Trying to understand ZGC

Stefan Reich stefan.reich.maker.of.eye at
Wed Nov 28 20:01:50 UTC 2018

Hi Charlie, thanks for the info.

I usually do push memory to physical limits (and above), but that's because
I have a 3.5 GB machine which is because I'm still broke which is because
getting funding in Germany is hard :)


On Wed, 28 Nov 2018 at 20:59, charlie hunt <charlie.hunt at> wrote:

> Hi Stefan,
> Response to your large / huge pages question below.
> hths,
> Charlie
> On 11/28/18 1:09 PM, Stefan Reich wrote:
> Hi Per!
> On Tue, 13 Nov 2018 at 20:22, Per Liden <per.liden at> <per.liden at> wrote:
> The RSS accounting on Linux isn't always telling the complete truth and
> it can even vary depending on if you're using small or large pages. ZGC
> does heap multi-mapping, which means it will map the same heap memory in
> three different locations in the virtual address space. When using small
> pages, Linux isn't clever enough to detect that it's the same memory
> being mapped multiple times, and so it accounts for each mapping as if
> it was new/different, inflating the RSS by 3x. This typically doesn't
> happen when using large pages (-XX:+UseLargePages).
> Thanks. I would call this an actual bug in Linux then. Counting memory
> twice is really not OK.
> Hm... are large pages really problematic as suggested here?
> You are probably referring to this paragraph from that article, right?
> However please note sometimes using large page memory can negatively
> affect system performance. For example, when a large mount of memory is
> pinned by an application, it may create a shortage of regular memory and
> cause excessive paging in other applications and slow down the entire
> system. Also please note for a system that has been up for a long time,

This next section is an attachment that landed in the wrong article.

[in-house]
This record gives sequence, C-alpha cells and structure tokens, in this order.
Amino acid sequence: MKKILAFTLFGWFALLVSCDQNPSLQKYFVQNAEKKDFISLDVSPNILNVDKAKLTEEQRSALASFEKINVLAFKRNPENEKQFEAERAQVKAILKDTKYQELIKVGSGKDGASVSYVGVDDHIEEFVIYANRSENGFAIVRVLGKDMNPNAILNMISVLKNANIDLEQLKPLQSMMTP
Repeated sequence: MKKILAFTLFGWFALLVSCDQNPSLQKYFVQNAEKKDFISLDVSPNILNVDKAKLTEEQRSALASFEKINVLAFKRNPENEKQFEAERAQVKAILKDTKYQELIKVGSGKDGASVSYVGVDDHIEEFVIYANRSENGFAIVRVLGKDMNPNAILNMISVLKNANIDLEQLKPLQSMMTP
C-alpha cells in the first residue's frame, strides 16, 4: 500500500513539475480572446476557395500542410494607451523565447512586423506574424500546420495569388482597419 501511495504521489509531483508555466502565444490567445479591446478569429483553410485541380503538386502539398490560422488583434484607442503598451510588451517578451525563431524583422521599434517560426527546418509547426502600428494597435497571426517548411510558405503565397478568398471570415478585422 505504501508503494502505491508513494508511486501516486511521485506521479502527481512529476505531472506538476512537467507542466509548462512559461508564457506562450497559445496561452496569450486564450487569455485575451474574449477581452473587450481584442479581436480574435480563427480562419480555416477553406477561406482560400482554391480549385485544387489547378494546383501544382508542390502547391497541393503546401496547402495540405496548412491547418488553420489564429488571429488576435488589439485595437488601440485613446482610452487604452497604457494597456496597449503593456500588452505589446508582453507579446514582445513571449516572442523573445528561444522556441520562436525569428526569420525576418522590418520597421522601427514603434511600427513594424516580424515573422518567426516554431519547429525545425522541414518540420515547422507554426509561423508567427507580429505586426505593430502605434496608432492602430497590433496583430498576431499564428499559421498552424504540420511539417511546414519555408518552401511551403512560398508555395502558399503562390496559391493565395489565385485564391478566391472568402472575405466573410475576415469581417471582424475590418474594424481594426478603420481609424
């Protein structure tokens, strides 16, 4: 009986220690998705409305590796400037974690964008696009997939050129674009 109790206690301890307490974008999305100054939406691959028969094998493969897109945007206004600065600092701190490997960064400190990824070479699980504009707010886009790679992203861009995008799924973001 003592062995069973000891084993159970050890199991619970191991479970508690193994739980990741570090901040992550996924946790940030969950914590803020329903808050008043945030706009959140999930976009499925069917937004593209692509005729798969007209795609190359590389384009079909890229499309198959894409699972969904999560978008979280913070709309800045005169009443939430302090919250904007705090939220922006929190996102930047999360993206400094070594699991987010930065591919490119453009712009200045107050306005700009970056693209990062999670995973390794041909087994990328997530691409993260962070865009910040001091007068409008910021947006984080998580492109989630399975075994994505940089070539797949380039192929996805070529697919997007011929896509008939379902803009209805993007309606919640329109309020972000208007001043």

> excessive fragmentation can make it impossible to reserve enough large page
> memory. When it happens, either the OS or JVM will revert to using regular
> pages.
> This paragraph applies to a system that has multiple applications running
> on it, and/or applies to a situation where there is not a lot of available
> memory above what you have configured as large pages.
> With some hand waving, and generally speaking, if you have a lot of memory
> available on your system, or you do not have a situation where there are
> multiple applications running that could push you close to exhausting
> available physical memory or a need for large segments of contiguous
> memory, then configuring large pages as described should work fine.
> Another tip that helps with configuring large pages is to reboot your
> system prior to configuring it for large pages. It is usually not required.
> But, it does make it easier to find contiguous pages to lock into memory as
> large pages. You might also consider adding -XX:+AlwaysPreTouch in addition
> to -XX:+UseLargePages as JVM command line options.
> You can use transparent huge pages also. If you want to go down that path
> I can send you instructions. Just let me know.

Stefan Reich // Java-based operating systems

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